New gene-editing system enables large-scale studies of gene function.
An international collaboration led by researchers in the US and South Africa announced Nov. 20 the first genome sequence of an extensively drug resistant (XDR) strain of the bacterium Mycobacterium tuberculosis, one linked to more than 50 deaths in a recent tuberculosis (TB) outbreak in KwaZulu-Natal, South Africa.
As part of this work, genomes of multi-drug resistant (MDR) and drug sensitive isolates were also decoded. Initial comparisons of the genome sequences reveal that the drug-resistant and drug-sensitive microbes differ at only a few dozen locations along the four-million-letter DNA code, revealing some known drug resistance genes as well as some additional genes that may also be important to the spread of TB.
The researchers have taken an unusual step of immediately sharing both the genome sequence and their initial analysis far in advance of submitting a scientific paper, in order to accelerate work on drug-resistant TB by researchers around the world.
"Tuberculosis is a major threat to global public health that demands new approaches to disease diagnosis and treatment," said Megan Murray, one of the project's principal investigators, an associate member of the Broad Institute of MIT and Harvard and an associate professor at the Harvard School of Public Health. "By looking at the genomes of different strains, we can learn how the tuberculosis microbe outwits current drugs and how new drugs might be designed."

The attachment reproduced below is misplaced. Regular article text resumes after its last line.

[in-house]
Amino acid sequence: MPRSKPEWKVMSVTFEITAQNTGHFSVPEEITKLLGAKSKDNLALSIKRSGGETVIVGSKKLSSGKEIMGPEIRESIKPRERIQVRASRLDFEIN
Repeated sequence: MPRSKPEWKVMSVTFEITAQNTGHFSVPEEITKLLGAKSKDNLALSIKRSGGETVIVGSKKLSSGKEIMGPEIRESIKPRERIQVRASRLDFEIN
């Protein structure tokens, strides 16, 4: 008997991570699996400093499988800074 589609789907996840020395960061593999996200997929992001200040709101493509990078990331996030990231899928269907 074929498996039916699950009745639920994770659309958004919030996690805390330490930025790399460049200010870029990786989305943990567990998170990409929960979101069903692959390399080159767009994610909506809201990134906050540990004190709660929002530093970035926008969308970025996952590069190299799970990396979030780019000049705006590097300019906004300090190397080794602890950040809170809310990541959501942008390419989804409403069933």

"Genome information is a powerful tool for understanding the biology of infectious disease, such as tuberculosis," said Eric Lander, founding director of the Broad Institute. "It is important that genomic data be made immediately available, particularly to researchers in areas most heavily burdened by disease."
Globally, tuberculosis is a major cause of infectious disease deaths. Nearly two billion people, comprising roughly one third of the world's population, are thought to carry M. tuberculosis, the culprit bacterium. Major obstacles to controlling the disease stem from the microbe's ability to evade current treatments, which typically require prolonged use by patients and are often not curative. Adding to the problem, inefficient diagnostic methods for TB make it difficult for doctors to determine whether an individual harbors a drug-resistant strain, often delaying proper therapy.
To shed light on the genetic changes that mediate drug resistance, the international team of scientists undertook a large-scale effort to sequence the genomes of drug sensitive, MDR and XDR TB isolates of a strain responsible for the current XDR TB epidemic in KwaZulu-Natal, South Africa.
The draft genome sequences of the various TB strains each cover roughly 95 percent of the M. tuberculosis genome. Comparing the DNA sequences in these regions allows the researchers to pinpoint the key differences among them, shedding light on the genetic factors that contribute to TB drug resistance. Strikingly, comparisons of the draft sequences reveal surprisingly few genetic differences among the drug sensitive, MDR and XDR strains: there are only a few dozen small DNA changes.
"These results also lay the groundwork for the development of a rapid diagnostic test for TB," said Murray. "Such a test would enable more rapid and accurate diagnoses, and help to prevent the spread of TB--especially the most virulent strains."